Surviving the house hunting process – OurWarwick
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Surviving the house hunting process

Marianna Beltrami
Marianna Beltrami | Politics and International Studies (PAIS) Contact Marianna

We’re getting to that time of the year when your thoughts automatically shift to the dreaded question: Where am I going to live next year?

So here is a post which I hope will give you some useful insights on things to consider when facing house hunting – especially if you’re going to live off-campus after your first year.


The process. Should you choose to look for places with Warwick Accommodation, make sure you familiarise yourself with the process! Here is a very brief summary.

–         –  Form a group online, comprising of all the people you wish to live with (see below), and choose a leader. That was me by the way. (Reminding my flatmates who the boss is).

–          – On the 28 of November, properties will be available online. The website is quite straightforward, and it is very easy to filter properties according to the place and the size of your group.

–          – Properties will be available to be seen by a maximum of 3 groups at the same time. Once you’ve seen it and decided you want to consider it, you can reserve it for 48 hours, meaning that no one else but your group will be able to see it. During this time, you can finalise your decision and accept the contract, or if you feel meh about it, decline it and end the reservation. You can also contact those living there at the moment and visit it to get an idea. Reserving a property doesn’t mean you cannot view others (but of course reservation is only possible for one property), so have a good look around!

–          – The golden rule: no pressure. I remember we looked for properties immediately on the day, and so many people do the same thing. Properties will fly away since people tend to reserve immediately. It was unnecessarily stressful. Take your time and check regularly. Don’t rush! Properties will keep on coming, and so many people end up getting good places in Term 2 – that gives you enough time to get to know people.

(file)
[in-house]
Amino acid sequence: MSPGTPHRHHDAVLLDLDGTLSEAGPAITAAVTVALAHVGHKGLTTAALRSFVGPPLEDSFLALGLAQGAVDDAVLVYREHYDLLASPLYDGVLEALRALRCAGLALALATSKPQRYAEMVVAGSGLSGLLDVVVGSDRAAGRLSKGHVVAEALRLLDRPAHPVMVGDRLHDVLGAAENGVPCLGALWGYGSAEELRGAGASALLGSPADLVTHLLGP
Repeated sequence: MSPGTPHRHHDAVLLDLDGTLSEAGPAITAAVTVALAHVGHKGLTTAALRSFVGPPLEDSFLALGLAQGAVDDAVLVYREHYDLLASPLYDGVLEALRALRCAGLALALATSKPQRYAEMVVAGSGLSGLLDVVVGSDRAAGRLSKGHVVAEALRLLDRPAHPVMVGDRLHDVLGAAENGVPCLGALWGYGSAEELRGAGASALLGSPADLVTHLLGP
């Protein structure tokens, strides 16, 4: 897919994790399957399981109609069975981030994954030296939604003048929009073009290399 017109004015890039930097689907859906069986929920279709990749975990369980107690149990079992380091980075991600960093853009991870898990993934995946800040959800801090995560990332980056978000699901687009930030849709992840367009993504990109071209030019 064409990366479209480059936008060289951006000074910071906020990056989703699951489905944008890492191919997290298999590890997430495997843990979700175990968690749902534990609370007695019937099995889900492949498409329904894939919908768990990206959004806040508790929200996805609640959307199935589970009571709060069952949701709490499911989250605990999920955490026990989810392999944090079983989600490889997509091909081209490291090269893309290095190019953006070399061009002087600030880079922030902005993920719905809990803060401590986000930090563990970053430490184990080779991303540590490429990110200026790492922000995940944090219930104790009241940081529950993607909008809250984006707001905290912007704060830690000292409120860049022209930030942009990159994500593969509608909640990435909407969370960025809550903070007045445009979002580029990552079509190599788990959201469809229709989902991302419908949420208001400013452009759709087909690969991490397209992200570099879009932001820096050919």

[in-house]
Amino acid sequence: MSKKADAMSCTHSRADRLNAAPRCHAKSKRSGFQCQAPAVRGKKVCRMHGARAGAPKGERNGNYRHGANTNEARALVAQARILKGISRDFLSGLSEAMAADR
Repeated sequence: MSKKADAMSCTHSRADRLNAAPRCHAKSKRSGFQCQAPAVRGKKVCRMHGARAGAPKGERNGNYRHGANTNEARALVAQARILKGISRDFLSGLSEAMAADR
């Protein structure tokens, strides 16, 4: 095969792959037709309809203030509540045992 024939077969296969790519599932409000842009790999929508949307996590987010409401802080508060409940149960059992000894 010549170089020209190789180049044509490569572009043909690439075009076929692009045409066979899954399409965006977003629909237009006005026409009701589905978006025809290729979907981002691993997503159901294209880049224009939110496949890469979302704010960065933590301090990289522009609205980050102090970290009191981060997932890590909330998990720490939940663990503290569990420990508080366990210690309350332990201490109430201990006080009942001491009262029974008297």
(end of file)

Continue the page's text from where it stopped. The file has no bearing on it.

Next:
The people. A very tricky issue! You’ve only been here a few months after all, and it’s perfectly normal not to have a clue. I remember the conversations in lectures towards this time two years ago. Pretty much everyone was panicking.  For me, I was lucky to live with a pretty great bunch of people and by this time we all got on fantastically. We were about 10, and we split into three houses. But the truth is – two months is not enough to really get to know people. Even for us, no matter how well we got and still get on, conflicts in the house are inevitable. No matter how much you love them, you will get annoyed. So acknowledge that and don’t panic. To sum up: conflicts will occur, but make sure the people you have decided to live with don’t live for drama, and everything will be fine.


The place. I was lucky to be in a group where we all agreed on where we wanted to live. That might not be the case for you – but compromises must be reached from all parts. The place where you will be living is extremely important, so make sure you are okay with it. There are several places you can choose, and each comes with its pros and cons.


1)      (1) ?  Canley is the best option in this case, but make sure you become familiar with the different areas in Canley. Some are too remote to walk or even cycle, so you will end up taking the bus. My house is a 15-20 minute walk to campus and I find it fantastic, because I can easily go back during the day if I need.

2)      (2) ? Leamington Spa. Coventry might also be a good idea, but options are limited.

3)     (3)  ? Leamington is a top choice for most students, so you will not completely lose that feeling.

4)      (4) ? If you think the most important thing is to have a bed and a roof, without worrying too much about the aesthetics of the surroundings, Canley (the side that’s closest to campus) or Earlsdon are good options, with all the basic needs and cheap alternatives.

5)      (5) ? In my first year, my flatmates and I had no doubts – we were the type of people described in (4). But one thing I didn’t consider is the lack of good walks in nature around Canley. We’ve been living in the same house and I’m glad we’re saving plenty of money, but I sometimes really feel the need to be in nature, so I will stay on campus most of the day and have a nice walk there, although I’d prefer to have something near home. The best places for this are Leamington and Kenilworth.

6)      (6) ? If you want frequent buses and trains to the surrounding areas (e.g. Birmingham), Coventry is a convenient place – but only if you’re close to the station.


Final thoughts: remember an actual house will be different to the on-campus experience. For us, shifting from a diverse group of 10 excited freshers to a three-people house was quite a shock. We’ve always been living together, but the environment changes, and so do the relationships. But don’t worry! You will adjust super soon to the new situation. Just keep that in mind.

Secondly, and I’m sure you’ll hear this a lot, many times people rush into a decision without putting too much thought into it. Take time, ponder, make sure you and your future flatmates are on the same page, and don’t worry – you will find a place!

I would definitely recommend checking the SU website, where you will find plenty of support and information:


Good luck, and if you have any more questions or thoughts, I’d love to hear from you!



M xx 

Marianna Beltrami
Marianna Beltrami | Politics and International Studies (PAIS) Contact Marianna

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